Cryptocurrency may have come to stay, yet financial regulators cannot leave it alone.

The controversial digital currency has come under serious scrunity by financial regulators across the world as its popularity continues to grow.

On Monday, banks in Britain and the United States of America announced ban on the use of credit cards to buy Bitcoin and other “crypto currencies”.

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The banks’ fear is that a plunge in the value of the digital currencies will leave customers unable to repay their debts.

Britain’s biggest bank, Lloyds Banking Group said on Monday that it would ban its credit card customers from buying crypto currencies, following the lead of U.S. banking giants JP Morgan Chase & Co and Citigroup.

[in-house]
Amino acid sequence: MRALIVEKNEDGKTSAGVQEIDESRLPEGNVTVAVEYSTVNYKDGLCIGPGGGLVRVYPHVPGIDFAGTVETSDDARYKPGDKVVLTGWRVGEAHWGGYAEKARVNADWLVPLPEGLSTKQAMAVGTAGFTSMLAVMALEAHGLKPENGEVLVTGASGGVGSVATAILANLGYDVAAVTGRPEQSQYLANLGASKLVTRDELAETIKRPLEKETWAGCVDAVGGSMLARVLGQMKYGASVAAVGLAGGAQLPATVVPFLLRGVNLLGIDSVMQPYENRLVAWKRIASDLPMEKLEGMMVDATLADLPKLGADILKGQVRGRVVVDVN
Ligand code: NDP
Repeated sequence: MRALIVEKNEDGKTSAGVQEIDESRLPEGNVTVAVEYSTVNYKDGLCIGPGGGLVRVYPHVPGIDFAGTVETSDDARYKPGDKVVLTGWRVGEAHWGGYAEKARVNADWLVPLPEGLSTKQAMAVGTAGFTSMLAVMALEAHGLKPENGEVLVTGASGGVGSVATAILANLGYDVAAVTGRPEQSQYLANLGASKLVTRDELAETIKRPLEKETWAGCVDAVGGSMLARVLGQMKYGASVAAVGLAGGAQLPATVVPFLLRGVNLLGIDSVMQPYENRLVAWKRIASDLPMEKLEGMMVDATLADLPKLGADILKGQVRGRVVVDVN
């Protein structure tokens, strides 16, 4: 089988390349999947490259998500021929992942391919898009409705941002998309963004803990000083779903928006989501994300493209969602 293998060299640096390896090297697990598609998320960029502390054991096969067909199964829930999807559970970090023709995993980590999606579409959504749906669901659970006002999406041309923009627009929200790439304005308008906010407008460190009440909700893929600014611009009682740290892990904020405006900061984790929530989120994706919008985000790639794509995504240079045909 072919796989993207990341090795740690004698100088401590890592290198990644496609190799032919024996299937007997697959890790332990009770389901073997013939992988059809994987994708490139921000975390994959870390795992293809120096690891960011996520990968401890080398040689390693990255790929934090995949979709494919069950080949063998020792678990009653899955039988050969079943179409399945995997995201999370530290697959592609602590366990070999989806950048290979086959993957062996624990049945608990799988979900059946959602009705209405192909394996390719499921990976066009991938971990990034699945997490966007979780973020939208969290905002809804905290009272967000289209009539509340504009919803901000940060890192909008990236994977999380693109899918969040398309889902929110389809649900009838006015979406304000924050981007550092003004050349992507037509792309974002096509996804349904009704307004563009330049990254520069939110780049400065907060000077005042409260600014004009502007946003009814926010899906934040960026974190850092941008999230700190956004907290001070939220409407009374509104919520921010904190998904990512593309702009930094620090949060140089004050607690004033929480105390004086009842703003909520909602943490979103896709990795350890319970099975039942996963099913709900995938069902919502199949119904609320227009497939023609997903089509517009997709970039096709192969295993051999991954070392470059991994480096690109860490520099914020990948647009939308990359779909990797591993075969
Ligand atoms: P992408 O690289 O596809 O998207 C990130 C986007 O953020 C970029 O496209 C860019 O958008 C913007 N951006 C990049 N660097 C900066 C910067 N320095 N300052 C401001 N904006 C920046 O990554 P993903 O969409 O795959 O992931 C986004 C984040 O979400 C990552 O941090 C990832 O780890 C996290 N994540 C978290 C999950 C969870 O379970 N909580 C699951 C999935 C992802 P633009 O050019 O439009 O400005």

The move is aimed at protecting customers from running up huge debts from buying virtual currencies on credit, if their values were to plummet, a Lloyds spokeswoman said.

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Concerns have arisen among credit card providers because their customers have increasingly been using credit cards to fund accounts on online exchanges, which are then used to purchase the digital currencies.

Last week Mastercard, the world’s second biggest payments network, said customers buying crypto currencies with credit cards fueled one percentage point increase in overseas transaction volumes in the fourth quarter of 2017 when Bitcoin saw a bubble.

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